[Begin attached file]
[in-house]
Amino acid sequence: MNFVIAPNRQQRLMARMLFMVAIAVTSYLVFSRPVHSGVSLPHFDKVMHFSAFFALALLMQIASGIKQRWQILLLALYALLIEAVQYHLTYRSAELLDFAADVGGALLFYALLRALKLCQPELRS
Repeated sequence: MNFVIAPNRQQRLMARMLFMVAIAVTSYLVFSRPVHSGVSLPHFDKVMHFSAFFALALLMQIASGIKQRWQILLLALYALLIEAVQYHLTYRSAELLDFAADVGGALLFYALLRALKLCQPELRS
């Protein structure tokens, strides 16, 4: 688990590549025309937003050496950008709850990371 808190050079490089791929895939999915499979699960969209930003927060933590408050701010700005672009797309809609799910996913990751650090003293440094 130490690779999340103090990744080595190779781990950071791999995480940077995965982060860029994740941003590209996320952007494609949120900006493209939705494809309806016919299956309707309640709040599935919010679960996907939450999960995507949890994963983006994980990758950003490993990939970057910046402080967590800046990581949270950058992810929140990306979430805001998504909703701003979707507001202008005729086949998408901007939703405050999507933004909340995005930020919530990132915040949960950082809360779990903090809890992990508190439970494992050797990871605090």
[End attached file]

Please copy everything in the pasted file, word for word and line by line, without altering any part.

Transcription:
[in-house]
Amino acid sequence: MNFVIAPNRQQRLMARMLFMVAIAVTSYLVFSRPVHSGVSLPHFDKVMHFSAFFALALLMQIASGIKQRWQILLLALYALLIEAVQYHLTYRSAELLDFAADVGGALLFYALLRALKLCQPELRS
Repeated sequence: MNFVIAPNRQQRLMARMLFMVAIAVTSYLVFSRPVHSGVSLPHFDKVMHFSAFFALALLMQIASGIKQRWQILLLALYALLIEAVQYHLTYRSAELLDFAADVGGALLFYALLRALKLCQPELRS
């Protein structure tokens, strides 16, 4: 688990590549025309937003050496950008709850990371 808190050079490089791929895939999915499979699960969209930003927060933590408050701010700005672009797309809609799910996913990751650090003293440094 130490690779999340103090990744080595190779781990950071791999995480940077995965982060860029994740941003590209996320952007494609949120900006493209939705494809309806016919299956309707309640709040599935919010679960996907939450999960995507949890994963983006994980990758950003490993990939970057910046402080967590800046990581949270950058992810929140990306979430805001998504909703701003979707507001202008005729086949998408901007939703405050999507933004909340995005930020919530990132915040949960950082809360779990903090809890992990508190439970494992050797990871605090």